Wednesday, February 18, 2009

Unravelling the neuroscience of loneliness

Researchers are increasingly using magnetic resonance imaging (MRI) scans to see which areas of the brain are associated with certain activities, thought processes and characteristics. Researchers at the University of Chicago used MRI scans to look at the links between brain activity and 'perceived social isolation,' i.e. loneliness. They tested 23 female undergraduates to find out how lonely they were. They then put the participants through an MRI scanner while showing them pictures. The lonely participants showed much less activity in a part of the brain called the ventral striatum (which is associated with rewards) when they looked at pictures of people in pleasant settings and much less activity in a region called the tempoparietal junction (which is associated with empathy) when they saw pictures of people in unpleasant settings. But it is unclear whether it is loneliness that affects brain structure or brain structure that makes it more likely that some people will be lonelier than others.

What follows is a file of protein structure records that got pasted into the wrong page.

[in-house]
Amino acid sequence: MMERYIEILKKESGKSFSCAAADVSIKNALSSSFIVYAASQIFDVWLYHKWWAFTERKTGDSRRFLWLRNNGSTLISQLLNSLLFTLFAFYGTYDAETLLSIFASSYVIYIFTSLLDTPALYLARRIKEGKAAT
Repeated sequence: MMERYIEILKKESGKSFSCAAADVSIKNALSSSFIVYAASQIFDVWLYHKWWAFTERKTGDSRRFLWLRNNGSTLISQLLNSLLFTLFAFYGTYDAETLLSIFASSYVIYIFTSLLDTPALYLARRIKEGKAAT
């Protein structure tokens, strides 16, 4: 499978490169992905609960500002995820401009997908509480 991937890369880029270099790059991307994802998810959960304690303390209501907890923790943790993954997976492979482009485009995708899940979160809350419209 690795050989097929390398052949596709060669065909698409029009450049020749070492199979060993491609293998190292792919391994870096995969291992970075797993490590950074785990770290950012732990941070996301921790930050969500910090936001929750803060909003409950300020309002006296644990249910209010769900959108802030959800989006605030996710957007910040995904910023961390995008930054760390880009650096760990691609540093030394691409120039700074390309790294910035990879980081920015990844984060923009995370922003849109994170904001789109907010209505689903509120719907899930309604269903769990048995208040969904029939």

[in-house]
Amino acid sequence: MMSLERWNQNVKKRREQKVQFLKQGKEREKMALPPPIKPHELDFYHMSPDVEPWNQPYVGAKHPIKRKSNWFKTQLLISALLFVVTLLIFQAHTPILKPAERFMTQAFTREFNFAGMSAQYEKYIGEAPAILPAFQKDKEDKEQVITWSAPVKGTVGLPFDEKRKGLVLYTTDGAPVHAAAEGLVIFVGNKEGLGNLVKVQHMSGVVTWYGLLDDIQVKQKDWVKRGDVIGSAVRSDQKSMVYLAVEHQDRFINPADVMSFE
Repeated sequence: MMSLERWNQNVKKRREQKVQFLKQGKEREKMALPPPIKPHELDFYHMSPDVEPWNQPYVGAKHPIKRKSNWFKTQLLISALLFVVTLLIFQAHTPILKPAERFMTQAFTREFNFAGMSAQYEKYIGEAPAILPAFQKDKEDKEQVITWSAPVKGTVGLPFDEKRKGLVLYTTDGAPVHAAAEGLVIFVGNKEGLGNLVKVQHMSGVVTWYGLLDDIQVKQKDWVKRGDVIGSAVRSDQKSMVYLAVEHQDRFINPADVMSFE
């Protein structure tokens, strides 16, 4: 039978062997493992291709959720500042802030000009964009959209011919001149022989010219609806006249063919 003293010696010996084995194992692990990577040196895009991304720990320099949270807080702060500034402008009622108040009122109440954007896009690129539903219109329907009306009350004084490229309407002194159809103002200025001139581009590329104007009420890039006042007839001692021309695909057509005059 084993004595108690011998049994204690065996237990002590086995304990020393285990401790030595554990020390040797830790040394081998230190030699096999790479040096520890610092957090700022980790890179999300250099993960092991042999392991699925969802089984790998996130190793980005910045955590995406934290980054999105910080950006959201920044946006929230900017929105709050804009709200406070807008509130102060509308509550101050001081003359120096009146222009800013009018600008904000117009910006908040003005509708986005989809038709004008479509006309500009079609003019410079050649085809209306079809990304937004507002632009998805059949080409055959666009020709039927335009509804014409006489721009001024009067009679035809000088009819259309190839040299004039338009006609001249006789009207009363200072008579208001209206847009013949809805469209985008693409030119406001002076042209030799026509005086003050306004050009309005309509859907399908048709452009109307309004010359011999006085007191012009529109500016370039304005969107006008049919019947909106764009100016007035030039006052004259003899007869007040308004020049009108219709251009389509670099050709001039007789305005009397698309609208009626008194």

You can find out more about this research at

1 comment:

Anonymous said...

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learning to relax in any situation.